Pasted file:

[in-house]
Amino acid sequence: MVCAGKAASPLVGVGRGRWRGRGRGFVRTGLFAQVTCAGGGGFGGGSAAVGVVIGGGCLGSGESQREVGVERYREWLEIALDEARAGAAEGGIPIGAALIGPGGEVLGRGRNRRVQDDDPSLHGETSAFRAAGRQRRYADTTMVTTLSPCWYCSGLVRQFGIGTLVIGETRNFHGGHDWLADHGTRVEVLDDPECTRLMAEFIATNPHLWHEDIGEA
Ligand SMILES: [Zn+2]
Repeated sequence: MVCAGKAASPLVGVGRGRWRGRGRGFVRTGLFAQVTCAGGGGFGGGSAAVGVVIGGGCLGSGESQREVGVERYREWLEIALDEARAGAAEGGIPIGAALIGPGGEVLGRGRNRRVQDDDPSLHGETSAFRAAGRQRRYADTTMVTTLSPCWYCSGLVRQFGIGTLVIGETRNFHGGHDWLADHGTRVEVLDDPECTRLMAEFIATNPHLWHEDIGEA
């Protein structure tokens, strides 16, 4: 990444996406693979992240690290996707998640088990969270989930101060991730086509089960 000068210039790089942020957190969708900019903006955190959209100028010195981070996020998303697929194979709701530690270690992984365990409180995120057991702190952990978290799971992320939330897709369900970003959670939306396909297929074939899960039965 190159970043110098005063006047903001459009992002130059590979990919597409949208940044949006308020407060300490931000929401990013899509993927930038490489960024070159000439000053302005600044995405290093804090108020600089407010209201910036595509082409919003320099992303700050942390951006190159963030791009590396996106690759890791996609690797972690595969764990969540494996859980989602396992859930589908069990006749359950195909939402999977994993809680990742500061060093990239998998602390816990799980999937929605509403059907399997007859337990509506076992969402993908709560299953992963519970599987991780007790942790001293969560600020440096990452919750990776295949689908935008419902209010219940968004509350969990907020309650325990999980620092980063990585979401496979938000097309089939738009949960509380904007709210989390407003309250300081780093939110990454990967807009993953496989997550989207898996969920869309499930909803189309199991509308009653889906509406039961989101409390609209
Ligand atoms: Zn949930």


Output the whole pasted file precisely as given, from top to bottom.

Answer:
[in-house]
Amino acid sequence: MVCAGKAASPLVGVGRGRWRGRGRGFVRTGLFAQVTCAGGGGFGGGSAAVGVVIGGGCLGSGESQREVGVERYREWLEIALDEARAGAAEGGIPIGAALIGPGGEVLGRGRNRRVQDDDPSLHGETSAFRAAGRQRRYADTTMVTTLSPCWYCSGLVRQFGIGTLVIGETRNFHGGHDWLADHGTRVEVLDDPECTRLMAEFIATNPHLWHEDIGEA
Ligand SMILES: [Zn+2]
Repeated sequence: MVCAGKAASPLVGVGRGRWRGRGRGFVRTGLFAQVTCAGGGGFGGGSAAVGVVIGGGCLGSGESQREVGVERYREWLEIALDEARAGAAEGGIPIGAALIGPGGEVLGRGRNRRVQDDDPSLHGETSAFRAAGRQRRYADTTMVTTLSPCWYCSGLVRQFGIGTLVIGETRNFHGGHDWLADHGTRVEVLDDPECTRLMAEFIATNPHLWHEDIGEA
């Protein structure tokens, strides 16, 4: 990444996406693979992240690290996707998640088990969270989930101060991730086509089960 000068210039790089942020957190969708900019903006955190959209100028010195981070996020998303697929194979709701530690270690992984365990409180995120057991702190952990978290799971992320939330897709369900970003959670939306396909297929074939899960039965 190159970043110098005063006047903001459009992002130059590979990919597409949208940044949006308020407060300490931000929401990013899509993927930038490489960024070159000439000053302005600044995405290093804090108020600089407010209201910036595509082409919003320099992303700050942390951006190159963030791009590396996106690759890791996609690797972690595969764990969540494996859980989602396992859930589908069990006749359950195909939402999977994993809680990742500061060093990239998998602390816990799980999937929605509403059907399997007859337990509506076992969402993908709560299953992963519970599987991780007790942790001293969560600020440096990452919750990776295949689908935008419902209010219940968004509350969990907020309650325990999980620092980063990585979401496979938000097309089939738009949960509380904007709210989390407003309250300081780093939110990454990967807009993953496989997550989207898996969920869309499930909803189309199991509308009653889906509406039961989101409390609209
Ligand atoms: Zn949930």